Similar to Christopher Nolan’s Dunkirk, this is a film that will sweep the audience into the action in a grand panoramic fashion. The visual experience is mesmerising, but this does lead to slow and anaemic development of the characters. Though each step of the journey does provide glimpses into the hearts of these men. This investment in the soldiers takes time and may cause some to find it hard to care about their experiences. Both actors provide visceral and raw performances that offer empathy for their various plights. Still, it is not until the end of each of their journeys that we are allowed to really know their motivations and backstories. Not that this diminishes the value of the film. It is merely acknowledging that this film does contain a small chink in its armour.
The Mendes / Deakins pairing is a brilliant combination of two artists whose works should have come together long ago. This is a film that should be experienced only in cinemas to truly be appreciated for what it has done to move the film into another realm. A film that will garner deserved award recognition in the coming months and is a celebration of two masters working well together to deliver a masterwork.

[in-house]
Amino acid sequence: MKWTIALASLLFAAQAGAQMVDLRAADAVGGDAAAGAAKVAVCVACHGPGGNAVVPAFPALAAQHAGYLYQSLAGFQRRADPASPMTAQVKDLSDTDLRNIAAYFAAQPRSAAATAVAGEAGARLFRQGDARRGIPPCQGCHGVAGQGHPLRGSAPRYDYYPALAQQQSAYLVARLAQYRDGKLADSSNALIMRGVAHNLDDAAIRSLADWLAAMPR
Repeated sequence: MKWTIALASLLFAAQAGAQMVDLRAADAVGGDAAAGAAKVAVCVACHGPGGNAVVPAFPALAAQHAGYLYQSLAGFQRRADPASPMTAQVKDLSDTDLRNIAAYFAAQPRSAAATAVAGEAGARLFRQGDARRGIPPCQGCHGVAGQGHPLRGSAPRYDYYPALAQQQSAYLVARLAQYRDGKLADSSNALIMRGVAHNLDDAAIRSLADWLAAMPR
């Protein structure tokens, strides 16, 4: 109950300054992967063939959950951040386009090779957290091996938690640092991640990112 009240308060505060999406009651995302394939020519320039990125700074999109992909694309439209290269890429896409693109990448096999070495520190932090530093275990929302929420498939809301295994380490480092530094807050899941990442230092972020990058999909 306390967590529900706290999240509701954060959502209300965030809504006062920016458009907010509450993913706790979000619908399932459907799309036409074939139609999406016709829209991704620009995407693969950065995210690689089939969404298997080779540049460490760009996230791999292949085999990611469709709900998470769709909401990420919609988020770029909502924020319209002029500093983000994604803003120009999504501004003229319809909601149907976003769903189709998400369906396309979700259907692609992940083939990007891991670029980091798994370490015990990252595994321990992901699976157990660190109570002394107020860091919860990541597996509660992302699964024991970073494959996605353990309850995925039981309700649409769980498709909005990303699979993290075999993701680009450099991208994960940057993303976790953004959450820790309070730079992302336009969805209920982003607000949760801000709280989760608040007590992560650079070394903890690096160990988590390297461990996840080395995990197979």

Reel Dialogue: God is an innovator
Male camaraderie, determination, and salvation are just some of the themes provided by 1917 for potential discussion. Still, the topic for Reel Dialogue is going to be innovation.
This production shows the creativity of mankind from behind and in front of the camera. The innovative process of film directors and their teams to deliver new ways for people to be involved in the storytelling process. It is inspiring to see how creative individuals can continue to push the edge of expectation and deliver something new for audiences.
This is shown in front of the camera by the depiction of humanity's ability to be innovative in the face of difficulty. We can see how the military leaders look to unconventional methods of saving the lives of thousands of soldiers and how these efforts play out on the screen. It is surprising to see both aspects of human ingenuity, but should it really amaze us?